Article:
**Objectives:**

- To build a "boat" or "raft" out of plastic materials that is capable of holding four people.
- To build a "boat" or "raft" out of plastic materials that is capable of being launched and propelled across a pool
- To apply Archimedes' Principle to the design.

**Materials:**

- Only plastic materials can be used.
- The maximum thickness of the plastic materials cannot exceed 1/4 inch.
- Only the approved tape (cheap, clear postal tape that is about two inches in width) and nylon twine can be used.
- Four paddles will be provided.

**Design Parameters:**

Boats will be subject to a technical inspection and must follow these guidelines:

- Boats must be made from plastic. Any form of plastic is acceptable as long as the thickness of the plastic does
**not**exceed 1/4 inch. - The maximum length is six feet.
- The maximum width is five feet.
- There is no restriction on thickness, as long as it does not exceed five feet (and would therefore be considered as a length or width dimension).
- Only the approved form of tape and nylon twine can be used.
- You may not use any other materials other than the approved tape and nylon twine for attaching parts of your boats. No glue may be used. No "melting" of plastic may be done.
- The boat may
**not**be wrapped in plastic, duct tape, shrink-wrap, or anything else. Only the seams and joints can be taped, not the entire boat. - No appendages or any other part of your passengers may be in the water. No arms or legs may be in the water to assist with stability or propulsion. No part of any passenger may be touching the water.
- To qualify as a finisher, all teammates must be in the boat at the end of the race.
- You will work in lab groups of four per team.
- Extra credit will be awarded for a theme.
- A theme can consist of coordinating clothes, hats, etc.
- A theme can consist of decorations on your boat. All decorations must be made of plastic and be affixed to the boat with approved tape or nylon twine. Only markers can be used (no paint,etc.)
- The content of the theme must be appropriate, following the rules described in the student handbook.

- You may arrange to have two friends assist you at the starting line while you "load" your boat.
- A shoreline start will be used. As soon as the whistle blows, you may begin to "load" your boat. As soon as all team members are in the boat, you may begin to paddle across the pool.

**Grading Guidelines:**

- The plastic boat project will have the same weight as a test grade. It will consist of a total of 100 points, 20 points allotted for the group grade and 80 points allotted for the individual student report.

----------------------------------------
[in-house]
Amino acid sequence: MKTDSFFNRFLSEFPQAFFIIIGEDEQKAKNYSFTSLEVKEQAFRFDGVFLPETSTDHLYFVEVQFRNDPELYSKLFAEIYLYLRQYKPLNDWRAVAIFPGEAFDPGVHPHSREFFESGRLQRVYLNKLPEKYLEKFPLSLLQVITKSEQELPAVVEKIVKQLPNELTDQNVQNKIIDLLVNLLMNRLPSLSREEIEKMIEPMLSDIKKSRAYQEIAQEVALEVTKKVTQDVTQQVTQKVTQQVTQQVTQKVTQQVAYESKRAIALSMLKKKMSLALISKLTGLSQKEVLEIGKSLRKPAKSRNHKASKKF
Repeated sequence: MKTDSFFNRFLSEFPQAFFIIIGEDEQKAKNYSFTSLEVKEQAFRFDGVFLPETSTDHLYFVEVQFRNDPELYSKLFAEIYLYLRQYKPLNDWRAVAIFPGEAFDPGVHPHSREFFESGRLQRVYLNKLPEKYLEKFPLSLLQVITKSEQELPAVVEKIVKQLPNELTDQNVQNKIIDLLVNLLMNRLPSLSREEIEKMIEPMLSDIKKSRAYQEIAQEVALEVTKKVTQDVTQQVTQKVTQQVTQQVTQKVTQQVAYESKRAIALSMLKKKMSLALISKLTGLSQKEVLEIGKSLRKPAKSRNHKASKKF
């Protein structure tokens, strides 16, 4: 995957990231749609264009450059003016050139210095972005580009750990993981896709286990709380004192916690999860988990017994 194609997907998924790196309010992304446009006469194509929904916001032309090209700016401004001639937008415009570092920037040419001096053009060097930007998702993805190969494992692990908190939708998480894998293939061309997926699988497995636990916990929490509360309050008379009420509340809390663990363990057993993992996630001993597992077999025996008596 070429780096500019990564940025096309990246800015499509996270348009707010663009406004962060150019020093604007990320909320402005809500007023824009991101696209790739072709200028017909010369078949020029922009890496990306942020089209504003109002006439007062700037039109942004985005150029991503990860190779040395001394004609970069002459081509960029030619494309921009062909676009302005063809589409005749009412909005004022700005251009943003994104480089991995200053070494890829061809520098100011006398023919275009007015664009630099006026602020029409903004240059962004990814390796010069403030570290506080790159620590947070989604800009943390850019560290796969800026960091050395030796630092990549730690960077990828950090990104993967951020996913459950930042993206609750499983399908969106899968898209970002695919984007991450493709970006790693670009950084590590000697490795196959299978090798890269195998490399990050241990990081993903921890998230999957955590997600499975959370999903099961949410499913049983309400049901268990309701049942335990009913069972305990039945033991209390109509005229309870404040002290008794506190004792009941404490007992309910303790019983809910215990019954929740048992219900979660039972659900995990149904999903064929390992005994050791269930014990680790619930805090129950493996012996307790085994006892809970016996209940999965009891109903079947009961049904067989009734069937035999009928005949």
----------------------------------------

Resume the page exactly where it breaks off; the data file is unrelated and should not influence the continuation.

- Group grade:
- Any boat that successfully clears the starting line will earn 12 points.
- Any boat that successfully negotiates 1/4 of the pool's width will earn an additional two points for a total of 14 points.
- Any boat that successfully negotiates 1/2 of the pool's width will earn an additional four points for a total of 16 points.
- Any boat that successfully negotiates 3/4 of the pool's width will earn an additional six points for a total of 18 points.
- Any boat that successfully negotiates the entire pool's width will an earn an additional eight points for a total of 20 points.

- Individual student report:
- Scale drawing of the design (10 points). You must include a scale for your drawing. Please label all dimensions. Include a "top" and a "side" view.
- Data table (20 points):
- List components of boat with their masses individually. If the weight of the components was known and you converted to kilograms, show this conversion. Give the total mass of the boat.
- List mass of contents individually (passengers, decorations, paddles, etc.). If the weight of the contents was known and you converted to kilograms, show this conversion.
- Total mass of contents.
- An estimate of depth of boat loaded with contents. In other words, your boat is twelve inches thick; a passenger estimated that it sunk into the water three quarters of the way at the pont. You would record this estimate as nine inches. Try to take your estimate at a corner. All team members should be responsible for making this estimate when "loaded" on the boat. Remember both to look and remember this estimate. Include a drawing with your report showing the estimated depth at each corner (since the masses of your contents vary, the depths at each corner should also vary).

- Calculations (40 points): Show
**all**work! Remember to use SI units. 5 points each, except for number one which is worth 10 points.- Calculate the volume of water displaced by the boat and its contents.
- Knowing the volume of water displaced, calculate the buoyant force exerted by the water on the boat.
- Calculate the total mass of the boat and its contents.
- Calculate the total weight of the boat and its contents.
- Compare the weight of the boat and its contents to the buoyant force using a percentage error calculation. Let the total weight of the boat and its contents represent the "actual" value and the calculated buoyant force represent the "experimental" value.
- What should be the relationship between the buoyant force and the weight of the boat and its contents?
- Do your results support this relationship? (A yes or no answer does not suffice.)

- How would you improve your design to make it more "sea-worthy" (ten points)?

**Student Records:**Rank Team Members Time in seconds Year Set 1 Nick P., Curtis P., & Joe V. 28.07 2004 2 Donnie M., Tara F., Kirsten K., & Casey S. 29.13 2004 3 Susan K., Chris J., & Whitney H. 29.60 2004 4 Daniella F., Jenni B., Kendall H., & Rob P. 31.29 2004 5 Shannon G., Eduardo G., Jeremy R., & Javier B. 36.63 2001 6 Aaron B., Tim B., Eric S., & Matt L. 37.38 2001 7 Katherine B., Erin C., Tom S., & Michelle T. 40.00 2004 8 Ashley A., Melissa H., Daniel K., & Jeff R. 40.25 2001 9 Rami H., Nick McC., Jon M., & Lindsey A. 41.50 2002 10 Jason V., Amy F., Nara K., & Preston M. 45.96 2004